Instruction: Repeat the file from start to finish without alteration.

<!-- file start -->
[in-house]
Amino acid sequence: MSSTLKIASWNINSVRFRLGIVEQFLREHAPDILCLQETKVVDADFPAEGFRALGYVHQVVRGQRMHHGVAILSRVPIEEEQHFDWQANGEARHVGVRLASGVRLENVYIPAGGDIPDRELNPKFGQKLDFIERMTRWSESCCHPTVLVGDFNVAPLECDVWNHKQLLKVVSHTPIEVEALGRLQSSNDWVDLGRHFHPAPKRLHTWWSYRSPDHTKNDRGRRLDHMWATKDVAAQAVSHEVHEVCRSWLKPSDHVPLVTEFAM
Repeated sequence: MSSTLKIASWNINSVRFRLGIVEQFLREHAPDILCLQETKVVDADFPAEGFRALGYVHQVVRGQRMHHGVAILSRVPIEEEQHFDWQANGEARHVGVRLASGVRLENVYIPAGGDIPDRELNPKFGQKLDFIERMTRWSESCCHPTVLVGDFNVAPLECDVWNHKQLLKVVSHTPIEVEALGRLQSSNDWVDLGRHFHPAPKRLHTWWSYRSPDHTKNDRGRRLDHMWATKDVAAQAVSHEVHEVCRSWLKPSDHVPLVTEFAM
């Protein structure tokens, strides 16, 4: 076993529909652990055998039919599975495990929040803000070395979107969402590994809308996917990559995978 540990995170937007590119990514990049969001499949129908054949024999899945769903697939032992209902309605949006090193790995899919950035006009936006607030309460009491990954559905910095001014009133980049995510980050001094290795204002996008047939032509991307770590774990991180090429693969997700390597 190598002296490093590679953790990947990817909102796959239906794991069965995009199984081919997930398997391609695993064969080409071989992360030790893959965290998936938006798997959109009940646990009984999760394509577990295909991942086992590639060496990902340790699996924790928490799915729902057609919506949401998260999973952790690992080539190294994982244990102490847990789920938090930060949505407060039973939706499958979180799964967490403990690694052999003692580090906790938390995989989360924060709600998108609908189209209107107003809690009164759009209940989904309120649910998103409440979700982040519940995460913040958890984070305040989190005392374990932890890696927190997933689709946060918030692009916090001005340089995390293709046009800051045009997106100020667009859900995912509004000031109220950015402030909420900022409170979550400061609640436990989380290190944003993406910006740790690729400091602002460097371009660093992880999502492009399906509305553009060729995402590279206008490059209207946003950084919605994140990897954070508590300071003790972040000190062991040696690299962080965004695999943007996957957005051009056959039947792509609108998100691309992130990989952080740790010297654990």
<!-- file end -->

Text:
[in-house]
Amino acid sequence: MSSTLKIASWNINSVRFRLGIVEQFLREHAPDILCLQETKVVDADFPAEGFRALGYVHQVVRGQRMHHGVAILSRVPIEEEQHFDWQANGEARHVGVRLASGVRLENVYIPAGGDIPDRELNPKFGQKLDFIERMTRWSESCCHPTVLVGDFNVAPLECDVWNHKQLLKVVSHTPIEVEALGRLQSSNDWVDLGRHFHPAPKRLHTWWSYRSPDHTKNDRGRRLDHMWATKDVAAQAVSHEVHEVCRSWLKPSDHVPLVTEFAM
Repeated sequence: MSSTLKIASWNINSVRFRLGIVEQFLREHAPDILCLQETKVVDADFPAEGFRALGYVHQVVRGQRMHHGVAILSRVPIEEEQHFDWQANGEARHVGVRLASGVRLENVYIPAGGDIPDRELNPKFGQKLDFIERMTRWSESCCHPTVLVGDFNVAPLECDVWNHKQLLKVVSHTPIEVEALGRLQSSNDWVDLGRHFHPAPKRLHTWWSYRSPDHTKNDRGRRLDHMWATKDVAAQAVSHEVHEVCRSWLKPSDHVPLVTEFAM
């Protein structure tokens, strides 16, 4: 076993529909652990055998039919599975495990929040803000070395979107969402590994809308996917990559995978 540990995170937007590119990514990049969001499949129908054949024999899945769903697939032992209902309605949006090193790995899919950035006009936006607030309460009491990954559905910095001014009133980049995510980050001094290795204002996008047939032509991307770590774990991180090429693969997700390597 190598002296490093590679953790990947990817909102796959239906794991069965995009199984081919997930398997391609695993064969080409071989992360030790893959965290998936938006798997959109009940646990009984999760394509577990295909991942086992590639060496990902340790699996924790928490799915729902057609919506949401998260999973952790690992080539190294994982244990102490847990789920938090930060949505407060039973939706499958979180799964967490403990690694052999003692580090906790938390995989989360924060709600998108609908189209209107107003809690009164759009209940989904309120649910998103409440979700982040519940995460913040958890984070305040989190005392374990932890890696927190997933689709946060918030692009916090001005340089995390293709046009800051045009997106100020667009859900995912509004000031109220950015402030909420900022409170979550400061609640436990989380290190944003993406910006740790690729400091602002460097371009660093992880999502492009399906509305553009060729995402590279206008490059209207946003950084919605994140990897954070508590300071003790972040000190062991040696690299962080965004695999943007996957957005051009056959039947792509609108998100691309992130990989952080740790010297654990």